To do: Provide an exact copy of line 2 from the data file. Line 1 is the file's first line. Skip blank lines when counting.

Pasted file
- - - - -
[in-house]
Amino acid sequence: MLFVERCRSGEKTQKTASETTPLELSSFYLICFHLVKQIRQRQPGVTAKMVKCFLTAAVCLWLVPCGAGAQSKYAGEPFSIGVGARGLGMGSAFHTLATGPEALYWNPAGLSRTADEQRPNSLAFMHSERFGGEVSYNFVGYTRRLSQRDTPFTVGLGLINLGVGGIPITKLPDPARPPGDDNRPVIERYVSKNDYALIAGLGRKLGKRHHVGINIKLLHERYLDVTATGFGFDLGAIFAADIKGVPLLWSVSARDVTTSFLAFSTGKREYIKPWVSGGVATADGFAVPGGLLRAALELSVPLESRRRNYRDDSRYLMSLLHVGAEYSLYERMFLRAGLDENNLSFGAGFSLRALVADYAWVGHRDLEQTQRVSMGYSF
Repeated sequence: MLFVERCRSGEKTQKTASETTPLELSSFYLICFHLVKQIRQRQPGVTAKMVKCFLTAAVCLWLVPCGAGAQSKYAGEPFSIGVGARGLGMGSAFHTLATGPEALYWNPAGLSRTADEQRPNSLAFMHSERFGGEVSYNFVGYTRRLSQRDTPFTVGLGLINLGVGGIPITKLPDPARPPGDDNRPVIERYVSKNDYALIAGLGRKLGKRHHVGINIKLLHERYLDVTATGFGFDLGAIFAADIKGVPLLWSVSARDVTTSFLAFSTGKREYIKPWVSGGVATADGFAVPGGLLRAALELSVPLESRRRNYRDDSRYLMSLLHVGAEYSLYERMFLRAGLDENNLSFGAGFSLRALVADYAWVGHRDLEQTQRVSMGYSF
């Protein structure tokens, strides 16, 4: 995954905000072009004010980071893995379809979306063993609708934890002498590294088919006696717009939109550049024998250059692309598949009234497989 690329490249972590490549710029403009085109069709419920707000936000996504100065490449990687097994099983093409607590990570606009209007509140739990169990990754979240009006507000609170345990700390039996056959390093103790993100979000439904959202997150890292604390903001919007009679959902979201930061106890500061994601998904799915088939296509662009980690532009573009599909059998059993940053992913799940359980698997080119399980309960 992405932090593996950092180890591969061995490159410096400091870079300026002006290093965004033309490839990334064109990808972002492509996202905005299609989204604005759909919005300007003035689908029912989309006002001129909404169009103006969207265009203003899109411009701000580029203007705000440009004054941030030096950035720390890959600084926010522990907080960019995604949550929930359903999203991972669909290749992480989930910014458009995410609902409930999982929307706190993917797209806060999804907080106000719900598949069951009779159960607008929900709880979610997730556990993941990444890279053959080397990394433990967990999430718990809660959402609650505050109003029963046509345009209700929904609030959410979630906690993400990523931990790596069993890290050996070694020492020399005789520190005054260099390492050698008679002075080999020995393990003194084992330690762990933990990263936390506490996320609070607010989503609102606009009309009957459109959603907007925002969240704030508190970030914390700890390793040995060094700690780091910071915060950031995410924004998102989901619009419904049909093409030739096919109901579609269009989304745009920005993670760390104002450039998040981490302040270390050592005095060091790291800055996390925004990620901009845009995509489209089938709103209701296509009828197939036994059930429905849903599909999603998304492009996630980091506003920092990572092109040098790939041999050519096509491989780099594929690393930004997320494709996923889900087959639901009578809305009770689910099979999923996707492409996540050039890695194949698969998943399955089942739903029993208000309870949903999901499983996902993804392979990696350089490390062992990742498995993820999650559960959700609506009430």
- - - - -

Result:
Amino acid sequence: MLFVERCRSGEKTQKTASETTPLELSSFYLICFHLVKQIRQRQPGVTAKMVKCFLTAAVCLWLVPCGAGAQSKYAGEPFSIGVGARGLGMGSAFHTLATGPEALYWNPAGLSRTADEQRPNSLAFMHSERFGGEVSYNFVGYTRRLSQRDTPFTVGLGLINLGVGGIPITKLPDPARPPGDDNRPVIERYVSKNDYALIAGLGRKLGKRHHVGINIKLLHERYLDVTATGFGFDLGAIFAADIKGVPLLWSVSARDVTTSFLAFSTGKREYIKPWVSGGVATADGFAVPGGLLRAALELSVPLESRRRNYRDDSRYLMSLLHVGAEYSLYERMFLRAGLDENNLSFGAGFSLRALVADYAWVGHRDLEQTQRVSMGYSF